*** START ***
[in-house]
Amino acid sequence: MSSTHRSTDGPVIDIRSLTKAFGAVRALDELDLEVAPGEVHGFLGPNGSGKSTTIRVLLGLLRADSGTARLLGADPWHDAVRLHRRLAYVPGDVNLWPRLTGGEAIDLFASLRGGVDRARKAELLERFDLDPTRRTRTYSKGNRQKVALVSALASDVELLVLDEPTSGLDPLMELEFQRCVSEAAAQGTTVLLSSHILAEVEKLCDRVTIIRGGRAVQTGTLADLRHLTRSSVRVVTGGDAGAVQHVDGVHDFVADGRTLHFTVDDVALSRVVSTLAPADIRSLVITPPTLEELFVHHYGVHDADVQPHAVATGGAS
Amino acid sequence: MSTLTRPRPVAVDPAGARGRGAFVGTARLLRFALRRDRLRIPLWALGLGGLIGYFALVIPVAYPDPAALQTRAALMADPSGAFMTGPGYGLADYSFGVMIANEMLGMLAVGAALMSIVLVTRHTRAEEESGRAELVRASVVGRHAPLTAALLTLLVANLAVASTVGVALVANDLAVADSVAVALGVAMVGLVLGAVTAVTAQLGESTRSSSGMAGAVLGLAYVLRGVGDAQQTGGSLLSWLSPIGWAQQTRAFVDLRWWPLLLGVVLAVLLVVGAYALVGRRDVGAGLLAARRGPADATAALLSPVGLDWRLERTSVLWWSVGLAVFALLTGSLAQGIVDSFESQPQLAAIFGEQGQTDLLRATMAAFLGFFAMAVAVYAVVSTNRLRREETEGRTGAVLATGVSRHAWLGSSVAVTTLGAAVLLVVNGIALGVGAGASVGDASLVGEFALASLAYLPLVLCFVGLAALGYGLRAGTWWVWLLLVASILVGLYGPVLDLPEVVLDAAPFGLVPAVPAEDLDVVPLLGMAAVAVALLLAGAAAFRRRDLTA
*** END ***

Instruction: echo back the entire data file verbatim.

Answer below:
[in-house]
Amino acid sequence: MSSTHRSTDGPVIDIRSLTKAFGAVRALDELDLEVAPGEVHGFLGPNGSGKSTTIRVLLGLLRADSGTARLLGADPWHDAVRLHRRLAYVPGDVNLWPRLTGGEAIDLFASLRGGVDRARKAELLERFDLDPTRRTRTYSKGNRQKVALVSALASDVELLVLDEPTSGLDPLMELEFQRCVSEAAAQGTTVLLSSHILAEVEKLCDRVTIIRGGRAVQTGTLADLRHLTRSSVRVVTGGDAGAVQHVDGVHDFVADGRTLHFTVDDVALSRVVSTLAPADIRSLVITPPTLEELFVHHYGVHDADVQPHAVATGGAS
Amino acid sequence: MSTLTRPRPVAVDPAGARGRGAFVGTARLLRFALRRDRLRIPLWALGLGGLIGYFALVIPVAYPDPAALQTRAALMADPSGAFMTGPGYGLADYSFGVMIANEMLGMLAVGAALMSIVLVTRHTRAEEESGRAELVRASVVGRHAPLTAALLTLLVANLAVASTVGVALVANDLAVADSVAVALGVAMVGLVLGAVTAVTAQLGESTRSSSGMAGAVLGLAYVLRGVGDAQQTGGSLLSWLSPIGWAQQTRAFVDLRWWPLLLGVVLAVLLVVGAYALVGRRDVGAGLLAARRGPADATAALLSPVGLDWRLERTSVLWWSVGLAVFALLTGSLAQGIVDSFESQPQLAAIFGEQGQTDLLRATMAAFLGFFAMAVAVYAVVSTNRLRREETEGRTGAVLATGVSRHAWLGSSVAVTTLGAAVLLVVNGIALGVGAGASVGDASLVGEFALASLAYLPLVLCFVGLAALGYGLRAGTWWVWLLLVASILVGLYGPVLDLPEVVLDAAPFGLVPAVPAEDLDVVPLLGMAAVAVALLLAGAAAFRRRDLTA